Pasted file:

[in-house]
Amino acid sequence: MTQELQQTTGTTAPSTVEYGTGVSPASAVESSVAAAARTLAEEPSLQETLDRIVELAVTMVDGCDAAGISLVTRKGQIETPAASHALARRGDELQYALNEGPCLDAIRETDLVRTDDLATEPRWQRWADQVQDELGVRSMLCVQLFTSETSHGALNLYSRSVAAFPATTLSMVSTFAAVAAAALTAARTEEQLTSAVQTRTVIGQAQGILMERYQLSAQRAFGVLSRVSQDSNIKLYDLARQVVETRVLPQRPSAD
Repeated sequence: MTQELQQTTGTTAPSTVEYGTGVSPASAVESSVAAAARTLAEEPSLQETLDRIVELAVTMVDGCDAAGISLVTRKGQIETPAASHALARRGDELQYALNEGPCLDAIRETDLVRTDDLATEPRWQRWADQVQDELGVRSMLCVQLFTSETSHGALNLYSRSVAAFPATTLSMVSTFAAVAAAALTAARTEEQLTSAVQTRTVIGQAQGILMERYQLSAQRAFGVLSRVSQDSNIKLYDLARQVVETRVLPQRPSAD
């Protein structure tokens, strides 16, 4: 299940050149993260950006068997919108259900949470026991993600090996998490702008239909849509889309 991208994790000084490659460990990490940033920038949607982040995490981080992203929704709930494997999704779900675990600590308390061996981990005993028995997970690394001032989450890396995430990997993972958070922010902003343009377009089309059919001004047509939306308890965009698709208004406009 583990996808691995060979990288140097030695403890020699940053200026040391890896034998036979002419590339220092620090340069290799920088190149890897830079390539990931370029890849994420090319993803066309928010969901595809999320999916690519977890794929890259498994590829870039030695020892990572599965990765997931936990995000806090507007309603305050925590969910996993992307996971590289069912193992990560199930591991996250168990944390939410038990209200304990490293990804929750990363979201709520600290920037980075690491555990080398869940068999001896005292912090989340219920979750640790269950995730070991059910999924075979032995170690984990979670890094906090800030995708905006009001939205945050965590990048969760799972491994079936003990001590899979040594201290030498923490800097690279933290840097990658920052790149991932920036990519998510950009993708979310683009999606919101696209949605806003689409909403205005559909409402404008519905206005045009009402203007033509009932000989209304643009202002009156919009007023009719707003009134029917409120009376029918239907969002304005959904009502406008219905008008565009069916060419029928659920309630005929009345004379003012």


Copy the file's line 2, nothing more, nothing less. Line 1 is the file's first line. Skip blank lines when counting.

Amino acid sequence: MTQELQQTTGTTAPSTVEYGTGVSPASAVESSVAAAARTLAEEPSLQETLDRIVELAVTMVDGCDAAGISLVTRKGQIETPAASHALARRGDELQYALNEGPCLDAIRETDLVRTDDLATEPRWQRWADQVQDELGVRSMLCVQLFTSETSHGALNLYSRSVAAFPATTLSMVSTFAAVAAAALTAARTEEQLTSAVQTRTVIGQAQGILMERYQLSAQRAFGVLSRVSQDSNIKLYDLARQVVETRVLPQRPSAD